As a result of this ambiguity, DEA issued the new rule revising both Sections 1301.74(c) and 1301.76(b) to now require that registrants file a completed Form 106 “through the DEA Diversion Control Division secure network application within 45 calendar days after discovery of the theft or loss.” DEA published its initial notice of proposed rulemaking on July 29, 2020 (85 FR 45547), and after a lengthy comment period, which included pushback from industry groups concerning DEA’s initially-proposed 15-day deadline, DEA issued its final rule with the 45-day deadline.
Implications for Registrants: Critical to Complete Form 106 Within 45 Calendar Days
DEA’s clarification of the deadline to file a completed Form 106 within 45 calendar days of discovery of the theft or loss will have significant consequences for DEA registrants, which include manufacturers, distributors, pharmacies, and practitioners that are registered to manufacture, distribute, or dispense controlled substances.
This new 45-day deadline represents a greater opportunity for registrants to investigate the circumstances surrounding the theft or loss, and complete Form 106 accordingly. However, with a strict deadline in place, registrants will need to ensure that they have a compliance system in place that can adequately investigate the theft or loss, complete Form 106, and submit it to the local DEA Field Division Office within 45 calendar days. Failure to submit on time risks significant penalties pursuant to 21 U.S.C. § 842(c), including potential loss of registration to distribute controlled substances, civil fines, and criminal fines. Further, the small minority of registrants that file a Form 106 via paper submissions (DEA has reported that as of 2018, 99.5% of submissions of Form 106 were conducted electronically) will have to revise their compliance schemes to report through DEA’s electronic system.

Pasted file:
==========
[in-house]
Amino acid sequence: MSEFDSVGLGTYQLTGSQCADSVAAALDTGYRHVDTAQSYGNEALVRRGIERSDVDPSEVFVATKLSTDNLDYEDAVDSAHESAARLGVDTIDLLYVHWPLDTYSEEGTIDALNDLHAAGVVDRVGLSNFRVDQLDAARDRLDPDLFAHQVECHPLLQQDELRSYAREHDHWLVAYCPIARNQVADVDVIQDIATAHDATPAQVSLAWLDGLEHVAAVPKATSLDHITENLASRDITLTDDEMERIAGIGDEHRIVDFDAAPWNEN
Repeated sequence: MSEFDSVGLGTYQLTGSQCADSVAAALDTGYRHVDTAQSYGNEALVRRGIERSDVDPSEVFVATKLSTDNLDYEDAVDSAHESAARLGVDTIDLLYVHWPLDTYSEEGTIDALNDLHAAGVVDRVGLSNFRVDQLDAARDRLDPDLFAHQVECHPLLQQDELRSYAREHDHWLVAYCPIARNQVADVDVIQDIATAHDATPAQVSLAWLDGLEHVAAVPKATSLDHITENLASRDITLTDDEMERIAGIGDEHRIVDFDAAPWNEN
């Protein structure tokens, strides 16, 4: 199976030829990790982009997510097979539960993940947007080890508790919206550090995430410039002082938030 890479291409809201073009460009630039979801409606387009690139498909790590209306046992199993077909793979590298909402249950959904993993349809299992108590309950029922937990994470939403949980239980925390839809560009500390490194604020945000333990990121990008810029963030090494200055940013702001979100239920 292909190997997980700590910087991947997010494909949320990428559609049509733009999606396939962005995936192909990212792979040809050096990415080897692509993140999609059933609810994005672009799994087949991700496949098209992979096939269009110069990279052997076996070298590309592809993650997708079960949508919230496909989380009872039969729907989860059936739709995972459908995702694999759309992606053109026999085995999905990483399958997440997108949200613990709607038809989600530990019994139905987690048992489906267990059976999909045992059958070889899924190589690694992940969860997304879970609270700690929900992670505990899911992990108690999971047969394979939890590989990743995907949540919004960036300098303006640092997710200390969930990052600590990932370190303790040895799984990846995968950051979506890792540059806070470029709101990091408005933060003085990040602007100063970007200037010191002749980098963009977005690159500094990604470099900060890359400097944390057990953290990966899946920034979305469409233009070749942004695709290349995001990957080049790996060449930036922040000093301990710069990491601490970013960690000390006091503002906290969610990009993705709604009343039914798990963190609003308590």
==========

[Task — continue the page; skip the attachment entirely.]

It must be noted that this rule does not revise 21 CFR § 1310.05(b)(1), which still requires registrants to report “unusual or excessive loss or disappearance of a listed chemical” using DEA Form 107 within 15 calendar days after being aware of the loss. This update also does not change the requirement under 21 C.F.R. § 1301.74(c) that all registrants must notify DEA of the theft or loss within one business day of discovery.
Lingering Questions: Regulatory Vagueness Concerning “Discovery” of Theft and Loss and the Definition of a “Significant Loss”